Midway through the film, after twice battling three mercenary “boneheads” sent to even the Firm’s score—utilizing medical tape to form a pretty frickin’ fun Sam KnifeAndGunHands gag that will give physicists psychic headaches—and teaching Emily a quick “how to drive on the lap of the woman you barely know in order to escape more featureless hitmen shooting directly at you” lesson, Sam, Emily and the already too-long two-hour film finally makes its journey to the main attraction. Inexplicably, Sam finds her mother after fifteen years of abandonment, and three generations of misfit fatales make their way to the Library, the only safe home they’ve ever known.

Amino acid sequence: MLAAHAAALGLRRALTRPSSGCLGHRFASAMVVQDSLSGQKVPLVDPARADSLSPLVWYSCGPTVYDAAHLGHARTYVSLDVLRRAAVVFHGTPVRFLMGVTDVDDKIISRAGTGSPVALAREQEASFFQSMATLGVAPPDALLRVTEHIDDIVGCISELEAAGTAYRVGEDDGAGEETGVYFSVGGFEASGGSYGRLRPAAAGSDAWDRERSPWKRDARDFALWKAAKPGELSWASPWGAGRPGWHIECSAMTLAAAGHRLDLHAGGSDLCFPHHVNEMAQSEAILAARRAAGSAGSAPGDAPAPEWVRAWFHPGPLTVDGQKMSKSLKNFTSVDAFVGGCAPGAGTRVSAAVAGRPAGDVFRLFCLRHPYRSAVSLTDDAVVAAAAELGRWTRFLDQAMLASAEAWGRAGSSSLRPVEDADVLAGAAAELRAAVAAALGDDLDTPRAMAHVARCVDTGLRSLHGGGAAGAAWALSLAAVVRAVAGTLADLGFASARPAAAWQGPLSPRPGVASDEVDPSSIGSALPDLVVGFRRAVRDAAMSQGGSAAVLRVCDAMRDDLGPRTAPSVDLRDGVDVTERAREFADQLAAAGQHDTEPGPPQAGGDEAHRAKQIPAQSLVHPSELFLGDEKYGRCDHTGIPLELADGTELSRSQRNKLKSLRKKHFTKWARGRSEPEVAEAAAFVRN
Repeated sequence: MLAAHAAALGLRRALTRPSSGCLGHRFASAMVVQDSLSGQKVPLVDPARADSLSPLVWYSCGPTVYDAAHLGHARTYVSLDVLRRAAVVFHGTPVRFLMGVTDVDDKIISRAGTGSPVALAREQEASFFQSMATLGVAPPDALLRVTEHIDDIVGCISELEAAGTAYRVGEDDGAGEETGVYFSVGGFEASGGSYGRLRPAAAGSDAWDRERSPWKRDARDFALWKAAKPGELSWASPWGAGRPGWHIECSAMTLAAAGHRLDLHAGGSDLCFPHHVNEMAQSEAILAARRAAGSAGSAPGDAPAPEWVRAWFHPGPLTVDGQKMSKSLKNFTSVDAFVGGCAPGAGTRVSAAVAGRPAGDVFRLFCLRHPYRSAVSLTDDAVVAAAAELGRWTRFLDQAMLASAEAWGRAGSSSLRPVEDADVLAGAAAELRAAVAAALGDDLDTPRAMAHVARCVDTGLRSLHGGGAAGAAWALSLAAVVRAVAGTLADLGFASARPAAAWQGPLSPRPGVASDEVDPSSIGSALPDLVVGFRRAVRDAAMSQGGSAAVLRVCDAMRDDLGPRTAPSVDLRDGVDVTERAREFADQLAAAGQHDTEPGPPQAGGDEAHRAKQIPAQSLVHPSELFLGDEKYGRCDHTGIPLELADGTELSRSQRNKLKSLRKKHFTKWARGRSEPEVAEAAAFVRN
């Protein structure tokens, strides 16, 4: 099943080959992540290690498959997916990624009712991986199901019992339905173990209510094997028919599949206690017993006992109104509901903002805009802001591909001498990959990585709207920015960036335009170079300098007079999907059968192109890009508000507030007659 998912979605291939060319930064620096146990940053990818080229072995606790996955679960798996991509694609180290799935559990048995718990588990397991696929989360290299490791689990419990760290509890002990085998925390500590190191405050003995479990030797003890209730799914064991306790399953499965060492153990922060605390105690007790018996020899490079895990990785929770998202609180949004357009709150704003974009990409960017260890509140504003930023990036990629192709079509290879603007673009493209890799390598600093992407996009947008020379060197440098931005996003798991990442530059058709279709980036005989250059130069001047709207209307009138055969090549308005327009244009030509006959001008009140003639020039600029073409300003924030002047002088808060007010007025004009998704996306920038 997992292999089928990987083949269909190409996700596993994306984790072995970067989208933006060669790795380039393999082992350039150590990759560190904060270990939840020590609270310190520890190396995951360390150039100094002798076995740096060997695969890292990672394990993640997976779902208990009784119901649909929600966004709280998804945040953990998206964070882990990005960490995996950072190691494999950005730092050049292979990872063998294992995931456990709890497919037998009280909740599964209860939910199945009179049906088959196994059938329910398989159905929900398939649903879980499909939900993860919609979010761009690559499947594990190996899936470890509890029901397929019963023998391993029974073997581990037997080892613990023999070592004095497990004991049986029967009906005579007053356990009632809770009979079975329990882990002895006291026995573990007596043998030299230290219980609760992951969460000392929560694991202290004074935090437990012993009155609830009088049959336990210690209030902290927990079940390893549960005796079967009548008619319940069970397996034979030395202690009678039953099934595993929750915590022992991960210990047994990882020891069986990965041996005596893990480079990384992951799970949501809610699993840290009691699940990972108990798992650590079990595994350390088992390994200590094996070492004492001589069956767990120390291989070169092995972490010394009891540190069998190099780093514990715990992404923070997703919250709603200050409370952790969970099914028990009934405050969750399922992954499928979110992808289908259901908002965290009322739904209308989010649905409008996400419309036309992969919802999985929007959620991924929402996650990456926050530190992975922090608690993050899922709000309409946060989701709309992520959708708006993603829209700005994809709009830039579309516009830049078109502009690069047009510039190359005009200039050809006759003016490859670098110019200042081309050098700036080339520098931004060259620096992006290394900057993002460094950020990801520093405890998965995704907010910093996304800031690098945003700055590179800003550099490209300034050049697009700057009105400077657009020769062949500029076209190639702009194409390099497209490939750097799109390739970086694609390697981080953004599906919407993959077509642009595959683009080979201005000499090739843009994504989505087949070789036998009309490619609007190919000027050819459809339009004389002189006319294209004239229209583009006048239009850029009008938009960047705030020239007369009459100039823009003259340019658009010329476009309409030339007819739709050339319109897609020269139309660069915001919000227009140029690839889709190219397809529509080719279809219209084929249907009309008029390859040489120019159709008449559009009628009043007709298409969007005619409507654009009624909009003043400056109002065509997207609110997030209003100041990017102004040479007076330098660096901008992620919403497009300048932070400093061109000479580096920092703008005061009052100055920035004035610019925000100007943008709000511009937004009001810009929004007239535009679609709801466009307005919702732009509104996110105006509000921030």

Gugino, Bassett and Yeoh appear earlier in the film as the Librarians, a trio of stylish and hyper-stylized women assassins who speak unwieldy dialogue in Stepford tones, but now they’re dealt a small bit of backstory: They helped raise Sam until her mother avenged Sam’s father’s death and had to flee, pushing Sam into the arms of her handler (an only sometimes deadpan Paul Giamatti). Headey, who slips back into her Dredd and Sarah Connor Chronicles action days with a wry, teasing tone that we don’t quite get from any of the other players, attempts to apologize to the particularly standoffish Anna May (Bassett), in an overture that can opaquely be read as a sign of former romance. While the obvious rips from John Wick’s fully-realized world of underground hitmen and family ties are not quite successful in setting up a hoped-for franchise, the relationships among these women do spark an interest in a far more character-focused prequel—or at least the simple wish that the first slogging hour had been replaced with one such empathy-building introduction. Wisely, these are the relationships and characters the trailer was cut to feature.